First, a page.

At some point in the history of sociology there was a transition from the founding non-professional genius to the professional disciplinary researcher. Marx and Tocqueville certainly fall in the former category; Robert Merton, Mayer Zald, and Neil Smelser fall clearly in the latter. By some time in the mid-twentieth century sociology had become “professionalized.” What is the situation of the “professional” sociologist? To what extent and why is this an improvement? And where do Durkheim and Weber fall in this transition?
We might characterize a discipline as —
a complex set of social institutions that organize, validate, and evaluate the work products of knowledge seekers.
This means several things: organized processes for identifying and ranking important research problems; institutions for selecting and training young scientists; formal processes for evaluating scientific work; institutions for valorizing and disseminating scientific results; and ways of prioritizing certain methods of knowledge formation and discouraging others. As Andrew Abbott shows in Department and Discipline: Chicago Sociology at One Hundred, the discipline of sociology is an amalgam of journals and editorial boards, annual conferences, associations, research universities, departments of sociology, tenure processes and standards, and funding mechanisms. And the discipline succeeds to a substantial degree in fostering certain forms of scientific behavior among young sociologists while discouraging other forms. Heterodox researchers and innovators — counter-disciplinary thinkers — have a harder time in building a career in the discipline at every stage: dissertation, job seeking, promotion and tenure, and publication in high-value journals. So we might say that an academic field has become professionalized when it has created the institutions and norms that serve to guide, constrain, and regulate the scientific activities of its practitioners. (Abbott offers an extensive sociology of the professions in The System of Professions: An Essay on the Division of Expert Labor. And he analyzes academic disciplines in Chaos of Disciplines. Here is an earlier post on the sociology of the professions.)
We should begin by asking this basic question: why might professionalization of sociology be thought to be a good thing? Why is the formalization of a scientific or academic discipline a good step forward? The answers, if there are any, ought to be epistemic. We’d like to think that the professionalization of science leads to an improvement in the quality of the product — the veridicality, scope, depth, and practical value of the products of the social activity of science. And disciplines might do this in at least two ways.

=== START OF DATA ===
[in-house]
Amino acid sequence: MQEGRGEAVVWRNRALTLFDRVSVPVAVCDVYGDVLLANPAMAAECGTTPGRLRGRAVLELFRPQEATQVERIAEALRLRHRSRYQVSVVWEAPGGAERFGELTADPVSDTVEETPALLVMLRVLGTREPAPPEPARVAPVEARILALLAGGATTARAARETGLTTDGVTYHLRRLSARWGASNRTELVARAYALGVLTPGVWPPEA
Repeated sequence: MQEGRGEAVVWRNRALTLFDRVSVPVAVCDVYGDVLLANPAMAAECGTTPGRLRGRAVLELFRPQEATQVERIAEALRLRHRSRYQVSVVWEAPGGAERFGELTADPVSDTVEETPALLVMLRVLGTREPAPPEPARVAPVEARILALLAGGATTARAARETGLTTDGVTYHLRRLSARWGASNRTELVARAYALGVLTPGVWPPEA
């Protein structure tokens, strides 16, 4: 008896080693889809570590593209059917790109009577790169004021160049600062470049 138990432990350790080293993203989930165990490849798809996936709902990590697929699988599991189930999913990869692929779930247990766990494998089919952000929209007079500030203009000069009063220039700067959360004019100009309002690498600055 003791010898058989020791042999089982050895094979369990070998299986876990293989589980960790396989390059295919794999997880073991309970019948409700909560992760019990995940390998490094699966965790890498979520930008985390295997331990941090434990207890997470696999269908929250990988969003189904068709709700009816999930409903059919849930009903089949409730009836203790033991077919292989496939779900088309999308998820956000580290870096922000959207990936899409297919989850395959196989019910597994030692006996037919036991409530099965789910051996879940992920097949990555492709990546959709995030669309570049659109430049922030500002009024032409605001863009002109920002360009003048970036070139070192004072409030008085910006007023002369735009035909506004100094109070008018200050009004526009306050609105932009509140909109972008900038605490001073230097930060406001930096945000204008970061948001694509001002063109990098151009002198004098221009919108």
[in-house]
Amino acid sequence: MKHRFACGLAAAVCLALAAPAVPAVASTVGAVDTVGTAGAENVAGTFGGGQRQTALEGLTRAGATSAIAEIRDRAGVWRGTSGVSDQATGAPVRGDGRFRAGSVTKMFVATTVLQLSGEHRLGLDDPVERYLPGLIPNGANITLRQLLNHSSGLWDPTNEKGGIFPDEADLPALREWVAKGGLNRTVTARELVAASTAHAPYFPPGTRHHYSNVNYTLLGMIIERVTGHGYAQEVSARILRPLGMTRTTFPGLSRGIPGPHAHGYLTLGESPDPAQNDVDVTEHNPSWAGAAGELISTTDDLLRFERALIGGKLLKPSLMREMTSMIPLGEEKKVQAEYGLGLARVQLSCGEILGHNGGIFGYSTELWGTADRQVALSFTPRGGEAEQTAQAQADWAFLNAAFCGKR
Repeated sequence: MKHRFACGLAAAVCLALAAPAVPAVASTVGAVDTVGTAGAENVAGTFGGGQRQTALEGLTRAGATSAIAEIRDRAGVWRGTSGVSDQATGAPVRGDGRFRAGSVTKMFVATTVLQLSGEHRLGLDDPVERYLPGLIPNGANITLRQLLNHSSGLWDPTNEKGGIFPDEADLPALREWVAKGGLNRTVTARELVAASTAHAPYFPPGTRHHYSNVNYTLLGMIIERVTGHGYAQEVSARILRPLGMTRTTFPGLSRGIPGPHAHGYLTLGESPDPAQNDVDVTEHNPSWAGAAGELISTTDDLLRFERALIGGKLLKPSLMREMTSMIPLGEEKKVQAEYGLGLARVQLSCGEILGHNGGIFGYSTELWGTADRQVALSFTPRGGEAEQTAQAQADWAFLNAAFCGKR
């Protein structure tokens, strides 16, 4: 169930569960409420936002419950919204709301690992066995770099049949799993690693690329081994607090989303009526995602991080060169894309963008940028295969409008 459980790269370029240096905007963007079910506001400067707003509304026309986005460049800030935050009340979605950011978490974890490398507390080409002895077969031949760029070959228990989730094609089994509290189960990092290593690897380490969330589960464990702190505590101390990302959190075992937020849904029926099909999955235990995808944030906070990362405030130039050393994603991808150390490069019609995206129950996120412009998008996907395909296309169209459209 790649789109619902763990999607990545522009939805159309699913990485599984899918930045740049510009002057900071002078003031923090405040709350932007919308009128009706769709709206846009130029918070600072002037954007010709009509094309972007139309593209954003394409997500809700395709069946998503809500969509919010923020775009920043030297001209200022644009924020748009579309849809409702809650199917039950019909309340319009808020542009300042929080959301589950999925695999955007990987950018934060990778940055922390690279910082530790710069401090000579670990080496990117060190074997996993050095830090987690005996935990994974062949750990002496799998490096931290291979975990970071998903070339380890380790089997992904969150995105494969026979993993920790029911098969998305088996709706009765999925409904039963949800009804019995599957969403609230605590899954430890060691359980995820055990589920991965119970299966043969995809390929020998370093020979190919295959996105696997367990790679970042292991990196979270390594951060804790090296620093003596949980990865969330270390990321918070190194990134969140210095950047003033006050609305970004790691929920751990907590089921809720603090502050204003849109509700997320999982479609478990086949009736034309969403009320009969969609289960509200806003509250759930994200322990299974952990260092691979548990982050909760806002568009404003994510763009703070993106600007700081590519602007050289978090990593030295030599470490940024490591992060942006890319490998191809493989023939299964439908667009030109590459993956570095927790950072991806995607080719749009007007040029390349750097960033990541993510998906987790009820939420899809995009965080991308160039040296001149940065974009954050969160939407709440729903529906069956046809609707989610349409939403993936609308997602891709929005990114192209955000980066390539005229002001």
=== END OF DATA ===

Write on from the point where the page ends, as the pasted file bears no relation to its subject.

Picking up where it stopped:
First, they might serve to embody and enforce standards of scientific rigor; they might give institutional expression to valid methods of scientific research and inference. And on the people side, they might create mechanisms of evaluation of researchers and their products that consistently identify talent and sort out high quality researchers. This promotes the high achievers, motivates everyone, and winnows out the unproductive.
And second, the institutions of a discipline might serve to enhance the collective effectiveness of the research community by establishing and organizing a scientific division of labor; they might serve to focus collective attention on a limited set of problems selected to be important — cognitively or practically. In other words, the rules and norms of the discipline might be epistemically virtuous: they might serve to ratchet up the veridicality and scope of science as a social activity.
But do the norms and institutions of the social science disciplines actually achieve these good results? Not always. In fact, we can identify directly dysfunctional features of the disciplines: a dogmatic insistence on some methods over others, a myopic focus on research problems that are ideologically selected; a tendency to discourage innovators. (See several earlier posts on the negative potential of disciplines in the social and human sciences; sociology, political science.)